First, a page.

Specialty Coffee in Costa Rica: Effect of Environmental Factors and Management Options on Soil Chemistry and Microbial Composition
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In the Central Valley of Costa Rica in the Department of Heredia, I investigated the soil chemical properties and microbial communities under four native shade tree species in a coffee agroforestry system. In the second year of the study, Effective Microorganisms, a microbial inoculant, was applied to examine its effect on soil chemistry. The shade tree species included in this study were Anonna muricata L., Diphysa americana Mill., Persea americana Mill., and Quercus spp. L. Plots measured 20 by 30 meters and were replicated three times for each shade tree species except for Quercus spp., which only had two replications. Twelve composite soil samples were collected from each plot in 2008 and again in 2009, and twelve composite foliar samples were taken from the coffee plants in each plot in 2008. The results of this study indicated that the species of native shade tree had a significant effect on soil ammonium-N, nitrate-N, total dissolved nitrogen and magnesium. Sun or shade position had a significant effect on dissolved organic nitrogen and dissolved organic carbon. The species of native shade tree also had a significant effect on the composition of soil microbial communities. PLFA analysis revealed a significant difference in soil fungi abundance in soil samples from Annona plots relative to those from Persea plots. Effective microorganisms in combination with the tree species, as well as in combination with species and sun or shade position, had a significant interaction effect on soil ammonium-N, with the EM-treated plots showing higher concentrations of soil ammonium-N. There was a significant positive correlation between soil pH and foliar calcium, as well as soil dissolved organic nitrogen and foliar %N, at p< 0.01. This study suggests that Quercus spp. is a tree species that may help to regulate the cycling of nitrogen in the coffee agroecosystem. Annona muricata appears to inhibit the action of some fungal species and may reduce the occurrence of fungal pathogens in the soil, although the present study did not explore this issue. Although Diphysa americana is a legume, it does not appear to increase the amount of soil nitrogen in the vicinity of the coffee plants themselves. All four tree species in this study improve coffee soils by increasing soil concentrations of dissolved organic nitrogen and dissolved organic carbon. Coffee yield data and long term observations on the health of the coffee plants would clarify whether one of these species is particularly beneficial, from an agronomic perspective, for the productivity of this coffee agroecosystem.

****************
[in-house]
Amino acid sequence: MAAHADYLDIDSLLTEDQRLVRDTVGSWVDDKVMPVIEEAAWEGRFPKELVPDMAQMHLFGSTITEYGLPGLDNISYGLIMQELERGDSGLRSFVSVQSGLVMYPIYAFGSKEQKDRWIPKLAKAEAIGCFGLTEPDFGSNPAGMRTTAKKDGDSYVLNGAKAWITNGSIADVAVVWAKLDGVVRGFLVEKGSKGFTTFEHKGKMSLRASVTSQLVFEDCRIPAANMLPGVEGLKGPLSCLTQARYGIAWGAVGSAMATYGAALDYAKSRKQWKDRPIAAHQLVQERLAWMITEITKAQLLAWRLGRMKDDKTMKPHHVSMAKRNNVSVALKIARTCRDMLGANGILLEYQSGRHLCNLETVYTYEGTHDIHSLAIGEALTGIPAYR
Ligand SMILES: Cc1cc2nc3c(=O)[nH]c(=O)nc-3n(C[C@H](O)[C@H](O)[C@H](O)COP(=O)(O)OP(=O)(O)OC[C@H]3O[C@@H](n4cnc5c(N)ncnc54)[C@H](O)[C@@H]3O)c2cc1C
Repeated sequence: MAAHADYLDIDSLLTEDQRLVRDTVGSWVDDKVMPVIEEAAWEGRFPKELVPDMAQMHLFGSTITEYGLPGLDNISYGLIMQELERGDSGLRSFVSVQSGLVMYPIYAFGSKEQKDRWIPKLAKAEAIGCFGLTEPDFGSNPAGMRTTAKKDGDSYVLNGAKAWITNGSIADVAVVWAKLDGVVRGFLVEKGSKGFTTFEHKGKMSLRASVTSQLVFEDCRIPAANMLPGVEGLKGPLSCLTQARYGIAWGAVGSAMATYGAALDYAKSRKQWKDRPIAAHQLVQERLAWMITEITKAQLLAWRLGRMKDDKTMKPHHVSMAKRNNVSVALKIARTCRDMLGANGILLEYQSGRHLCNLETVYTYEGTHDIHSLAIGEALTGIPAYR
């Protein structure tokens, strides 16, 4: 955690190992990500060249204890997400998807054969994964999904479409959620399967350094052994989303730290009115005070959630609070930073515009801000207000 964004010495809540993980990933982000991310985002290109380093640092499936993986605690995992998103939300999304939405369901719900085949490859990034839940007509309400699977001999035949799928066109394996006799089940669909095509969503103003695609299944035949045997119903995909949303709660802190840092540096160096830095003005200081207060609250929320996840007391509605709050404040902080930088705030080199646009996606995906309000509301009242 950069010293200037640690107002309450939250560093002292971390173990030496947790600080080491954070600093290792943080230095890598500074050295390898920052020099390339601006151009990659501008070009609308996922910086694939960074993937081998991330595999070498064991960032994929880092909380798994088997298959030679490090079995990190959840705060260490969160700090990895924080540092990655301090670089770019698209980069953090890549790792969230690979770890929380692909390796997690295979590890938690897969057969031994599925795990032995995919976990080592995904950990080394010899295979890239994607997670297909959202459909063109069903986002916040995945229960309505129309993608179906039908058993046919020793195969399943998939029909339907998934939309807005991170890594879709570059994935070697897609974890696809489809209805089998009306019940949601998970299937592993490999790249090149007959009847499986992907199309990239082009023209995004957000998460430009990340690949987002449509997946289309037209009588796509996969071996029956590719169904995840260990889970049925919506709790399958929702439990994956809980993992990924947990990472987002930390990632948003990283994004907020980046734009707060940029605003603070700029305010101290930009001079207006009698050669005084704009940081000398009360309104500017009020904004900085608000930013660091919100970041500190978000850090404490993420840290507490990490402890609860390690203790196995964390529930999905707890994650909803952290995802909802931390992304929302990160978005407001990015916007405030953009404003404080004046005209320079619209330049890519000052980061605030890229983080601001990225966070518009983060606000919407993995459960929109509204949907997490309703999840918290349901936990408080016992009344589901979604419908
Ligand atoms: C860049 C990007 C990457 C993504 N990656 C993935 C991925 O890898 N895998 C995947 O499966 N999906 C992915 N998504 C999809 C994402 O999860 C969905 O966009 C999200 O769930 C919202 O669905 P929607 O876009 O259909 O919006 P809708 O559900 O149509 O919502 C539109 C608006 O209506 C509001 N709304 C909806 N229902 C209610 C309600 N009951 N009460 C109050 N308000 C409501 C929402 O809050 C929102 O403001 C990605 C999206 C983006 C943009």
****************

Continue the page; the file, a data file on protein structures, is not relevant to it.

microbial community composition
native tree species
Sturm-Flores, Linda (2012). Specialty Coffee in Costa Rica: Effect of Environmental Factors and Management Options on Soil Chemistry and Microbial Composition. Master's thesis, Texas A&M University. Available electronically from